Environmental coalitions push stricter limits on plastic bag ban | Action News Now - 0 views

  • Prop 67, the measure that would ensure a ban in every city and require stores to charge 10 cents for paper bags. The Butte Environmental Council Executive Director says we still have a lot of work to do. "In the United States, we use more than a billion plastic bags a year and less than one percent of them are recycled,” said Natalie Carter. “The rest of them end up in landfills and take more than a thousand years to degrade."
  • City Councilmember Randall Stone says our county needs to protect our numerous creeks, streams and rivers. "We have plastic bags going into those creeks and streams it requires us to clean that space up that costs a tremendous amount of money for the city of Chico in volunteer time as well as staff and waste time,” he said.
ndcarter - 0 views

  • Katie Beeson, Butte Environmental Council business manager, said the nonprofit is creating a craft project with recycled materials at its office downtown all day in recognition of the movement.
  • “As Giving Tuesday becomes more popular,” said Beeson, “we’re hoping that Chico can really become a place on the map for local giving back.”

Butte Environmental Council named top-rated nonprofit - 0 views

  • “BEC is a great example of a nonprofit making a real difference in their community,” said Perla Ni, CEO of GreatNonprofits, in a press release.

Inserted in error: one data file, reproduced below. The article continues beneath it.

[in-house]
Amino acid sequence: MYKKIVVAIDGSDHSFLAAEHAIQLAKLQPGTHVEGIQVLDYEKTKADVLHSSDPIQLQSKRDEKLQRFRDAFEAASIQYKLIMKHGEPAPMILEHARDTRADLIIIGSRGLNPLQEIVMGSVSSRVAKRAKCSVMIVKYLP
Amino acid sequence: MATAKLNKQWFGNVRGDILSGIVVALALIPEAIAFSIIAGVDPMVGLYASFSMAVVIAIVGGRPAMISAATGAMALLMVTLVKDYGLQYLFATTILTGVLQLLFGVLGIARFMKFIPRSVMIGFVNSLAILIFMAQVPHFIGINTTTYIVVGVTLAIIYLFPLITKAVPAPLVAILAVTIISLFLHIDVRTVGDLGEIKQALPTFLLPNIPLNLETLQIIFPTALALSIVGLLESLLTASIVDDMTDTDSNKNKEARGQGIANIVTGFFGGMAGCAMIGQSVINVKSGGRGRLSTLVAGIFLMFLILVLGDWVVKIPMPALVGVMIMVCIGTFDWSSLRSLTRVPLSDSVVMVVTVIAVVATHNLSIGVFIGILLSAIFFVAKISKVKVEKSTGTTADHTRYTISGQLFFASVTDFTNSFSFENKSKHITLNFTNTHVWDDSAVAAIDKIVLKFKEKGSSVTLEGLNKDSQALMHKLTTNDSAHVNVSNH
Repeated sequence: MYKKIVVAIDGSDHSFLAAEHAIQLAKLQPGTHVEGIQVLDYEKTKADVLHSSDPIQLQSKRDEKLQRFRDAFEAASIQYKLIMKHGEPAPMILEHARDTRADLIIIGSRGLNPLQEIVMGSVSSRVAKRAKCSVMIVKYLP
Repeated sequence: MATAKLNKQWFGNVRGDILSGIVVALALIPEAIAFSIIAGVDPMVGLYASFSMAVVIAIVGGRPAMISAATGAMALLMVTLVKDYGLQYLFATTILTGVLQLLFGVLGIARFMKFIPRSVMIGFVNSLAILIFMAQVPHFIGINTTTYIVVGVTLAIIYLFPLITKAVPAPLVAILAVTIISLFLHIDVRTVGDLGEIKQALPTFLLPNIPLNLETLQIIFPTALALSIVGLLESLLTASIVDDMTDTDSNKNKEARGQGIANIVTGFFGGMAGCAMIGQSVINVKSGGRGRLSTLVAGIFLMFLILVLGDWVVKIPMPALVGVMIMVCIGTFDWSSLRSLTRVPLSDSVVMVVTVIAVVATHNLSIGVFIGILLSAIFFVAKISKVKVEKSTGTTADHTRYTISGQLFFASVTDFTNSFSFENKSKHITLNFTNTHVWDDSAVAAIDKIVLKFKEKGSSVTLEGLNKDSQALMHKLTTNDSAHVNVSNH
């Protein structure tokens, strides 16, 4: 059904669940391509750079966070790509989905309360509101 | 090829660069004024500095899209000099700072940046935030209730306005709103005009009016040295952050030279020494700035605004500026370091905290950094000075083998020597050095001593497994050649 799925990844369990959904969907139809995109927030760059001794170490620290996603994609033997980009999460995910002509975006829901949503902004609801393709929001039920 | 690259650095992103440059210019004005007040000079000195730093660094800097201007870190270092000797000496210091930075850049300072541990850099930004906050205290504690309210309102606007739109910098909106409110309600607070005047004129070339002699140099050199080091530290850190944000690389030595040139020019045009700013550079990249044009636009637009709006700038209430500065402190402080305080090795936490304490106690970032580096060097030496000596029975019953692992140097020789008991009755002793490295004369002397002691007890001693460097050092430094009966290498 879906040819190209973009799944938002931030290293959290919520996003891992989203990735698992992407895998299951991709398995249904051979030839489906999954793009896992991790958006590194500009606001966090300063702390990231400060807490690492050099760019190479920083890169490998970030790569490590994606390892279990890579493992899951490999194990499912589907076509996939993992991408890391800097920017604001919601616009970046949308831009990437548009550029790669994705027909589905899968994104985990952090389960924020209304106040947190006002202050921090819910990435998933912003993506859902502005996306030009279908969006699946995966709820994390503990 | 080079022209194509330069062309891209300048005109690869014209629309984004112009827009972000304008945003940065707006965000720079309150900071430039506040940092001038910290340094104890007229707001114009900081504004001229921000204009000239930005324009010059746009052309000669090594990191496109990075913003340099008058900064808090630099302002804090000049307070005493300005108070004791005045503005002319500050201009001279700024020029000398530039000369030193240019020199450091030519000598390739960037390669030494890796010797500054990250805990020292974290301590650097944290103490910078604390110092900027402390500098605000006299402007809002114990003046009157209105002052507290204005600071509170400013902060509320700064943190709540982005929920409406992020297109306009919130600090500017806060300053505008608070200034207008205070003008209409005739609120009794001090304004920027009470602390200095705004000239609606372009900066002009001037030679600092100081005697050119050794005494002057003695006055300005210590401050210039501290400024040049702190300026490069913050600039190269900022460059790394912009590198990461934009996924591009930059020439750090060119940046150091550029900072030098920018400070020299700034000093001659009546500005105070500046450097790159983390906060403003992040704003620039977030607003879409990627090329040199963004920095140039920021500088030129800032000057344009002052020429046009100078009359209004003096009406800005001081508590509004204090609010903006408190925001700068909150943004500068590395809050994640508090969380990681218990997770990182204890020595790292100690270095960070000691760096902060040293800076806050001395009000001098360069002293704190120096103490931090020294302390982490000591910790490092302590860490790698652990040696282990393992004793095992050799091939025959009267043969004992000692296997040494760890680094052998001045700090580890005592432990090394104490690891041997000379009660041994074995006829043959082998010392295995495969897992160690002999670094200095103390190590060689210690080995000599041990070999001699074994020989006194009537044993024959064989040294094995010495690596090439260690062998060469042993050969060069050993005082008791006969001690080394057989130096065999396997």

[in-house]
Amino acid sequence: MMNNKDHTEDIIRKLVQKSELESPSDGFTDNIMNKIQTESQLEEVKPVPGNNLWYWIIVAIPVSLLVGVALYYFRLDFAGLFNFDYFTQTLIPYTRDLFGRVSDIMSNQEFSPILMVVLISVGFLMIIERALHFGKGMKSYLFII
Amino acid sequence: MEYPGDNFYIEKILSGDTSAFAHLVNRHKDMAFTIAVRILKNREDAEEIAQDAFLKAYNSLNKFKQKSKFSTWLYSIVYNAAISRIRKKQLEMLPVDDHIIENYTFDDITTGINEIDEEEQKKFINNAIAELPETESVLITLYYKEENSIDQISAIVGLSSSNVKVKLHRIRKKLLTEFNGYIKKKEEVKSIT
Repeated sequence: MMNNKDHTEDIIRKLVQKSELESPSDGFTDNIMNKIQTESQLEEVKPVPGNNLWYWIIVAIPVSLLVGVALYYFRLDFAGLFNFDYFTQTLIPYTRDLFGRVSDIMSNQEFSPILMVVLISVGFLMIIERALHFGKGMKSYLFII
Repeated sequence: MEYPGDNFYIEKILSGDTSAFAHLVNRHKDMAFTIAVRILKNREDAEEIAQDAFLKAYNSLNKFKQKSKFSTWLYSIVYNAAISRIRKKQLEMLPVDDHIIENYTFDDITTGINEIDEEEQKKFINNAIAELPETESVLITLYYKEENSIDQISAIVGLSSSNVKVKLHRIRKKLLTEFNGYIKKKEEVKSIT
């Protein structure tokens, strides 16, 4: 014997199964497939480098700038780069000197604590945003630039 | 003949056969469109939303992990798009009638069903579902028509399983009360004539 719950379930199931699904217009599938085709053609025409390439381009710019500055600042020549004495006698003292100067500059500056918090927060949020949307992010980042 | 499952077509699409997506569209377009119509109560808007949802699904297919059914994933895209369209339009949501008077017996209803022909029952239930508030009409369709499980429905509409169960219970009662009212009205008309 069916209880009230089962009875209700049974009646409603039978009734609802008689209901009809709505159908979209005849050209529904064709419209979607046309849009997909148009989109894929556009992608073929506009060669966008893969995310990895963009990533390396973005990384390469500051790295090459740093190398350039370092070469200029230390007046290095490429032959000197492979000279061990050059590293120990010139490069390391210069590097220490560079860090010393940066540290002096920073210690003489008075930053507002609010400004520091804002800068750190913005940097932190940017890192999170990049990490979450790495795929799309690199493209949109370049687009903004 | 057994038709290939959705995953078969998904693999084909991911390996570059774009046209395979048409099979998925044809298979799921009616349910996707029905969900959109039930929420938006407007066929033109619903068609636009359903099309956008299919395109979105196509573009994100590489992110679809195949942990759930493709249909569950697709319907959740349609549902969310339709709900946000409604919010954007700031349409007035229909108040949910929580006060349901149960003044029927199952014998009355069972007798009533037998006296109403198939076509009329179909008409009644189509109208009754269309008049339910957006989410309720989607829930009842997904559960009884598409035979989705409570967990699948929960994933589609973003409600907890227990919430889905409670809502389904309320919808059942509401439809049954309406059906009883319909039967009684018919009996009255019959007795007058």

• “We are so proud of our many accomplishments this year, including our 29th annual Bidwell Park and Chico Creeks Cleanup event that brought out more than 500 community volunteers who cleaned over four tons of waste and recyclables from our local creeks.”

Chico News & Review - On top of trash - Downstroke - Local Stories - September 24, 2015 - 1 views

  • About 500 volunteers—a record number—helped pull trash out of waterways during Butte Environmental Council's annual Bidwell Park & Chico Creeks Cleanup on Saturday (Sept. 19). The volunteers collected an estimated 21,547 pounds of trash and recycling, said BEC Executive Director Robyn DiFalco. That figure is down from last year's record total of about 30 tons of material, but DiFalco said that's likely because “the community has been chipping away at this leading up to the big event” with smaller cleanups. “We also didn't get everything that's out there,” she added. “We never do.” BEC's cleanup also kicked off six weeks of smaller, neighborhood-based stewardship events called Block Parties With a Purpose. Go to for updates.

Fewer floaters equals less trash from Sacramento River revelry - Chico Enterprise Record - 0 views